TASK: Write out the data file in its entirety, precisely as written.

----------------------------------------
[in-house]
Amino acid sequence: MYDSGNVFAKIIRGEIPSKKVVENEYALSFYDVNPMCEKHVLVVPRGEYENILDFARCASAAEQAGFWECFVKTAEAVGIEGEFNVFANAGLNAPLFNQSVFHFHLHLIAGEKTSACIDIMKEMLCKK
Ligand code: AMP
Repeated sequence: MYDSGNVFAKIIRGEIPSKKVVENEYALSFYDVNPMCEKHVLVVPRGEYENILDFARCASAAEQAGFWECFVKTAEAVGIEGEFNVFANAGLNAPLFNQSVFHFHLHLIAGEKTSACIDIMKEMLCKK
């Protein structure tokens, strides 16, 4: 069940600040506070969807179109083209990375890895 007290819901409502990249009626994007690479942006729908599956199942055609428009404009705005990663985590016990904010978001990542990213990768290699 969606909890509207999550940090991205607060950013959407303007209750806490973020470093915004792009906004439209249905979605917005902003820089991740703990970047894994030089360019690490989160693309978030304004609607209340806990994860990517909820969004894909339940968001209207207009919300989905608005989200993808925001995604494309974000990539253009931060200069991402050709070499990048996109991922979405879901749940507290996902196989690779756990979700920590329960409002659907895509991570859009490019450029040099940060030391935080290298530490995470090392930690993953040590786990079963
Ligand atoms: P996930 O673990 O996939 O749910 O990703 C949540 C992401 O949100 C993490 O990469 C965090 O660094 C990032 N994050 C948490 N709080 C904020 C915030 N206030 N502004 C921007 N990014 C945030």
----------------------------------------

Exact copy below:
[in-house]
Amino acid sequence: MYDSGNVFAKIIRGEIPSKKVVENEYALSFYDVNPMCEKHVLVVPRGEYENILDFARCASAAEQAGFWECFVKTAEAVGIEGEFNVFANAGLNAPLFNQSVFHFHLHLIAGEKTSACIDIMKEMLCKK
Ligand code: AMP
Repeated sequence: MYDSGNVFAKIIRGEIPSKKVVENEYALSFYDVNPMCEKHVLVVPRGEYENILDFARCASAAEQAGFWECFVKTAEAVGIEGEFNVFANAGLNAPLFNQSVFHFHLHLIAGEKTSACIDIMKEMLCKK
């Protein structure tokens, strides 16, 4: 069940600040506070969807179109083209990375890895 007290819901409502990249009626994007690479942006729908599956199942055609428009404009705005990663985590016990904010978001990542990213990768290699 969606909890509207999550940090991205607060950013959407303007209750806490973020470093915004792009906004439209249905979605917005902003820089991740703990970047894994030089360019690490989160693309978030304004609607209340806990994860990517909820969004894909339940968001209207207009919300989905608005989200993808925001995604494309974000990539253009931060200069991402050709070499990048996109991922979405879901749940507290996902196989690779756990979700920590329960409002659907895509991570859009490019450029040099940060030391935080290298530490995470090392930690993953040590786990079963
Ligand atoms: P996930 O673990 O996939 O749910 O990703 C949540 C992401 O949100 C993490 O990469 C965090 O660094 C990032 N994050 C948490 N709080 C904020 C915030 N206030 N502004 C921007 N990014 C945030």